John Morra's still life paintings have an architectural quality. In Mertz No. 7, above, our horizon line is level with the table surface. A Bladerunner landscape for ants. You can easily see that the items on the table are subject to the same laws of perspective that define the optical perception of buildings. The effect is magnified by placing the standpoint very close to the picture plane, creating an intimate effect. It's a cityscape in microcosm.
Perspective is just as important when dealing with objects in a still life as when painting a landscape.
Morra is a master of empirical observation, so I was curious when I saw his Still Life with Vessels, Pestles and Red Masher, 2008, (above) and noticed that the perspective of the saucepan on the left seems out of play with the rest of the elements in the painting. Again we are level with the tabletop, and are looking up at the upper rims of the vessels, yet the saucepan seems oddly tipped towards us.
I received a commission to paint a still life of antique medical implements, and chose to treat the composition similarly. This painting was to be viewed across a room, so I pulled the viewpoint back from the picture plane and raised the horizon line.
Unfortunately, the Ostrich and Kiwi eggs and the pile of books were the only items that weren't taken from a photographic internet reference, and the result is kind of lifeless and unnatural. It finally occurred to me that it's necessary to pay attention to the real world!
That's why it bothered me so much when I came across possibly the worst book ever on Perspective. Billing itself as a 'detailed training course,' it is peppered with snapshots of Italy and dares in the introduction to reference the treatises of Leon Battista Alberti and Filippo Brunelleschi, presumably to add a whiff of European old-world credibility. Do not buy this book. I'll use it as a jumping off point for a quick demonstration.
Here's an illustration from the book. They're trying to explain how to draw a 'flattened oval'. Presumably they mean an ellipse (a cone intersected by a plane), which is in effect a somewhat flattened circle. I overlaid a perfect red ellipse in Photoshop.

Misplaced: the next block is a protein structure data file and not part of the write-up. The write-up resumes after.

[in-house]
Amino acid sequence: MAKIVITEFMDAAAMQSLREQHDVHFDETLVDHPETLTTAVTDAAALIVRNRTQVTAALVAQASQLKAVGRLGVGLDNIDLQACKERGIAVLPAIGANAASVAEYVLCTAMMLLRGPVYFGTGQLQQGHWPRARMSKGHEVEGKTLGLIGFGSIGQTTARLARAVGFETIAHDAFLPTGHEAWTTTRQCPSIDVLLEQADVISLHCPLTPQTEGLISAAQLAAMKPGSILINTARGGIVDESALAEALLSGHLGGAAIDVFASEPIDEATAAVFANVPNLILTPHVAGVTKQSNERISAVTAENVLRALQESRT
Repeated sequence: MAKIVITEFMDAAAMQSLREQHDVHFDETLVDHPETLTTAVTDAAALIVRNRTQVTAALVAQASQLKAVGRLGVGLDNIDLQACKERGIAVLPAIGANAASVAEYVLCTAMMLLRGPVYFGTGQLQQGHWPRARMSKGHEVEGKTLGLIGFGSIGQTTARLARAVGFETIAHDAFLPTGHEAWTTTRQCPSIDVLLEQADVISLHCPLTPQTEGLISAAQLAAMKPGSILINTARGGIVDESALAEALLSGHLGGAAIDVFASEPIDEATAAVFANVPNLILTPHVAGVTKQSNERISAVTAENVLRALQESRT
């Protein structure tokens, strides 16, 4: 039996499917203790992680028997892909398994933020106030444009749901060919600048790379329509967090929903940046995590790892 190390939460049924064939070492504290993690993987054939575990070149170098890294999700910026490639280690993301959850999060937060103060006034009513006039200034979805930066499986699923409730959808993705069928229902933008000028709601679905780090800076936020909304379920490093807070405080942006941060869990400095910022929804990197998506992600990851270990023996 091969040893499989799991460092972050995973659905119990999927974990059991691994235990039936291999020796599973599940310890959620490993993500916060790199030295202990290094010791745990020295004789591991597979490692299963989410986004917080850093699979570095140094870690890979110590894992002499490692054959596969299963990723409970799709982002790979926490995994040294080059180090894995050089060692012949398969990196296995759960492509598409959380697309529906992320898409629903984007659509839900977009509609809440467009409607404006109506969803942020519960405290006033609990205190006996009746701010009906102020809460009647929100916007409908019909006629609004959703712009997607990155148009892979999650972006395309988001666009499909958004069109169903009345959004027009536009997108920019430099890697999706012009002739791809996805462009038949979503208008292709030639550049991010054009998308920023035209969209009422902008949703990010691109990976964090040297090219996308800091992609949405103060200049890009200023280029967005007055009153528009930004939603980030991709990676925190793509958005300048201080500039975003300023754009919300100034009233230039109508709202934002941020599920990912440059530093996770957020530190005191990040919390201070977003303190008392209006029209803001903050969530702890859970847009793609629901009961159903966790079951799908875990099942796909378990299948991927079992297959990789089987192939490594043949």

Here's how to show the perspective a little more clearly. First, I created a circle in red, overlaid on a grid.
Then I tilted the plane to simulate the effect of a circle lying on the ground directly in front of the viewer.
The book uses the following illustration in an attempt to show how a circle will optically flatten the closer it gets to the horizon line, until it eventually becomes a flat line. This is true, though their drawing is inaccurate and crude.
It then goes on to give an illustration of a bottle, and completely ignores this lesson. The bottle shown has two horizon lines; something I've never come across in nature. I drew the red lines to show the error: the bottom of the bottle has a vanishing point at VP 2, and the imaginary ellipse at the top vanishes at VP 1....Huh?
Okay, I went ahead and re-sketched their bottle a little more accurately to demonstrate what we've observed in Morra's work and what the author seems to have forgotten: that objects on a table-top adhere to the same rules of graphical perspective as the rest of the Universe, oddly enough.
At this point, we better take a look at what a Master had to say on the subject. This drawing pretty much ends all conversation on the matter. It's Uccello's drawing of a vase.
Not bad! [Uccello has positioned the viewer far from the vase]. You may also be interested in Uccello's drawing of a dodecahedron that I posted elsewhere on this blog.